"Although extensively researched and heavily footnoted, this is not a book merely or even primarily for scholars. Goldman writes very well indeed. The historical arguments are clearly presented, the battles described brilliantly and the personalities evoked through use of primary sources. Nomonhan, 1939 is, unexpectedly, something of a page-turner."
-- Asian Review of Books
"Goldman masterfully untangles the complicated diplomatic context and battlefield maneuverings in a tour de force that shows how global diplomacy and WWII were affected by the outcome of hostilities in an obscure backwater of little strategic importance."
-- The Japan Times
"Goldman's book provides food for thought while directing attention to an aspect of prewar diplomacy that is too often left out of the analysis of decision making by the many parties involved in shaping the coming war."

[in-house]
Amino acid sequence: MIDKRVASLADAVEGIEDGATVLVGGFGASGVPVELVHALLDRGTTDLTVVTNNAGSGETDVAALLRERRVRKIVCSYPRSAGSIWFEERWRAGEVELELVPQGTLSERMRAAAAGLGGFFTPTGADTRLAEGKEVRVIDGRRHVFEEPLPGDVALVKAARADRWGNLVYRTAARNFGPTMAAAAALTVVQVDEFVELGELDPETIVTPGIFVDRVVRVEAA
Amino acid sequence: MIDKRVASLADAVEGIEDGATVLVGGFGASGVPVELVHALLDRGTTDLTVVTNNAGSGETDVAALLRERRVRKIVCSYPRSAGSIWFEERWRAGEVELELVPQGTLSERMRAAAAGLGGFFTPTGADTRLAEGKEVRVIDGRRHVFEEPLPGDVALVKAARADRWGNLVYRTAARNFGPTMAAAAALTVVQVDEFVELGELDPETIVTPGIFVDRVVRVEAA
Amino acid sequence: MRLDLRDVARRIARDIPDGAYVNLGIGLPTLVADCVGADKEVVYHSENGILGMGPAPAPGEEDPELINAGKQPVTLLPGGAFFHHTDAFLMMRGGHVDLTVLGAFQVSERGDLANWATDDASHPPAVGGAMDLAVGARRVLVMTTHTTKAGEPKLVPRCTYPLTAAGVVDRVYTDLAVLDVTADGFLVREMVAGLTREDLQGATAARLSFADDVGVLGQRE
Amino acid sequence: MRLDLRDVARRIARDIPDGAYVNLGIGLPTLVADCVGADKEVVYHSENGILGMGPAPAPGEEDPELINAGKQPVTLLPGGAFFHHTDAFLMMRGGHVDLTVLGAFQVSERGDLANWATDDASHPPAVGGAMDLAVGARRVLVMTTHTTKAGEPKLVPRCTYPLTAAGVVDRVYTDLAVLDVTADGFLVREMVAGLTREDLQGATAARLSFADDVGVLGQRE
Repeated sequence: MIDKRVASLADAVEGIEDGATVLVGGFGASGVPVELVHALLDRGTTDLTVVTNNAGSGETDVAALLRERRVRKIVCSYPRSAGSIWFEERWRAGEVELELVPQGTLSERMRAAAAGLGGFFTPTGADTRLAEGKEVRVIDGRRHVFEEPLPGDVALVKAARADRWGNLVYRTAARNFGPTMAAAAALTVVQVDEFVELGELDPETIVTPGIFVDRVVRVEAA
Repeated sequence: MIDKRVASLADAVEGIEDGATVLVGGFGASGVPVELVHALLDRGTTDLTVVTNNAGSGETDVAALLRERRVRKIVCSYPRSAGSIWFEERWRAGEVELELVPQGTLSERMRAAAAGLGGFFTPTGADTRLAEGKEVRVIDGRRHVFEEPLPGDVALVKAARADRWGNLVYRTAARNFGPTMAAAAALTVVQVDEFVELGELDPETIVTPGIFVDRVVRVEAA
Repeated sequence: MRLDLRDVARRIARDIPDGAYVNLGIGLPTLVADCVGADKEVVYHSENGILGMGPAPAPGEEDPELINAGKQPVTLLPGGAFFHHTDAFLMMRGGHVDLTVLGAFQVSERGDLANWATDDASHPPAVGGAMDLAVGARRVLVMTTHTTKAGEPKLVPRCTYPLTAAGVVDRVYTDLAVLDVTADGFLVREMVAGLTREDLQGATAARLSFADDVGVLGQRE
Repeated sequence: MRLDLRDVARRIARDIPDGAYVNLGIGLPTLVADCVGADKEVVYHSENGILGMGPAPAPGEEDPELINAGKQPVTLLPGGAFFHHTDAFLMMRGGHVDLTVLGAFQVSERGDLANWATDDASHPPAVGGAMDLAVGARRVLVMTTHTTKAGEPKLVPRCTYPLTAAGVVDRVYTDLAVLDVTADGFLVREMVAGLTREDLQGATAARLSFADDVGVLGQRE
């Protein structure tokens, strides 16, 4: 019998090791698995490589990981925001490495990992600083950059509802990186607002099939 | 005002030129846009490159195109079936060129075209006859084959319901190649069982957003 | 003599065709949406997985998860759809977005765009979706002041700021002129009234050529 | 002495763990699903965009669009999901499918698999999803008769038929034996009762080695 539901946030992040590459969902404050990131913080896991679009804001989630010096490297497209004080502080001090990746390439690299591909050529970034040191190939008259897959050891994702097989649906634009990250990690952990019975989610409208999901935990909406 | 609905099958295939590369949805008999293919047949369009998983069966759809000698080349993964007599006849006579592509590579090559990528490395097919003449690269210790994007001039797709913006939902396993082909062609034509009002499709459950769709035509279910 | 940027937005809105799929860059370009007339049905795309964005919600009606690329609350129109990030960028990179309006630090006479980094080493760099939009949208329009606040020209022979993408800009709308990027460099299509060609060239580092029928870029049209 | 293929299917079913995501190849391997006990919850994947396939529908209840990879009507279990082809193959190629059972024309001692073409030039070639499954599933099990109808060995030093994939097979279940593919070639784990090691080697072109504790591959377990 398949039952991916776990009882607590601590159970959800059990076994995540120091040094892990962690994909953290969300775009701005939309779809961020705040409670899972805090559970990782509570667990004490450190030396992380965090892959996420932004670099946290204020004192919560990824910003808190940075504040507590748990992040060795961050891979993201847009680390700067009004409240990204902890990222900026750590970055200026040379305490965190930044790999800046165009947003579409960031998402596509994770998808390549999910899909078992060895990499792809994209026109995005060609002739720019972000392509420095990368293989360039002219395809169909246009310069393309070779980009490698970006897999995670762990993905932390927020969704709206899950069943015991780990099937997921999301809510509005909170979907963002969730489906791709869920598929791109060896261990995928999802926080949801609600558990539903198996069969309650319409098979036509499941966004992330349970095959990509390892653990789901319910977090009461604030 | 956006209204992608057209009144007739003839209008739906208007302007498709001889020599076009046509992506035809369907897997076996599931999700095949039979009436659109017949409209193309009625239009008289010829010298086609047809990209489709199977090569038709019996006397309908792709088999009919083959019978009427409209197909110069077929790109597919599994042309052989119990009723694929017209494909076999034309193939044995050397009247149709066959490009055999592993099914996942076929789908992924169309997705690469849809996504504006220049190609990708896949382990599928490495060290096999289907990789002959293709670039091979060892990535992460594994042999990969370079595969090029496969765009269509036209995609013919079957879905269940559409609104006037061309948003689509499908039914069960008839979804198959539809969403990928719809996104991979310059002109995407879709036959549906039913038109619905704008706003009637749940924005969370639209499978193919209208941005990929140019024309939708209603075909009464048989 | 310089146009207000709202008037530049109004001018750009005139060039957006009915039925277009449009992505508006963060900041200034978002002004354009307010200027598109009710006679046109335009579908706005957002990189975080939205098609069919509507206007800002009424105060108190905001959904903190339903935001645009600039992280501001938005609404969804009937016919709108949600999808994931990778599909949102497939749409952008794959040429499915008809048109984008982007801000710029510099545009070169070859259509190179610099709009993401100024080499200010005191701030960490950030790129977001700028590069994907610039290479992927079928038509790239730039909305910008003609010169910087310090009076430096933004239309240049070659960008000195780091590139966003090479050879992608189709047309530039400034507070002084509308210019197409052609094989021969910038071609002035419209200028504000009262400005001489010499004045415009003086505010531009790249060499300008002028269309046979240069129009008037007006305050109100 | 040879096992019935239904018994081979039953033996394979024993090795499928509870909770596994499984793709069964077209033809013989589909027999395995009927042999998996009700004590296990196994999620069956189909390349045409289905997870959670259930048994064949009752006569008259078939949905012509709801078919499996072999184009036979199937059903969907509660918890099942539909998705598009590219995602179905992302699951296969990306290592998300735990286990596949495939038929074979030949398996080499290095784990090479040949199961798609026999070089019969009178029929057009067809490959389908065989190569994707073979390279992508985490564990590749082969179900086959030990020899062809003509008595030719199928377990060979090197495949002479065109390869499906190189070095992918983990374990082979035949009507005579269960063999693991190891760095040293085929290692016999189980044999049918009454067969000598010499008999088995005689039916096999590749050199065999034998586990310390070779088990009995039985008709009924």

-- H-Diplo, part of H-Net
"Goldman's book is for those with an interest in armor tactics, and World War II campaigns tactically and geo-strategically. A refreshing read."
"Goldman should be commended for producing a well-written and well-balanced book. Nomonhan, 1939 not only depicts this Russo-Japanese conflict in a lucid and vivid manner, but also offers a greater contextualization of it than has any previous account. For these merits, it is highly recommended reading for anyone who is interested in the prewar Russo-Japanese rivalry and its global impact, and most notably for students and scholars who are looking for a succinct and reliable account of the dramatic events in Nomonhan."
-- Israel Journal of Foreign Affairs
"All in all, this volume has the potential to become the book of the year in history/military science. It is very well researched, logically argued and presents the topic in an organic way, looking at Soviet foreign and military policies' western and eastern components not as disjoined parts but as the two sides of the same coin…A tour de force that should be a compulsory reading for historians, military leaders and that part of the general public that is interested in understanding the deeper undercurrents of the big global conflict that we call by the name World War II."
-- Journal of Eurasian Studies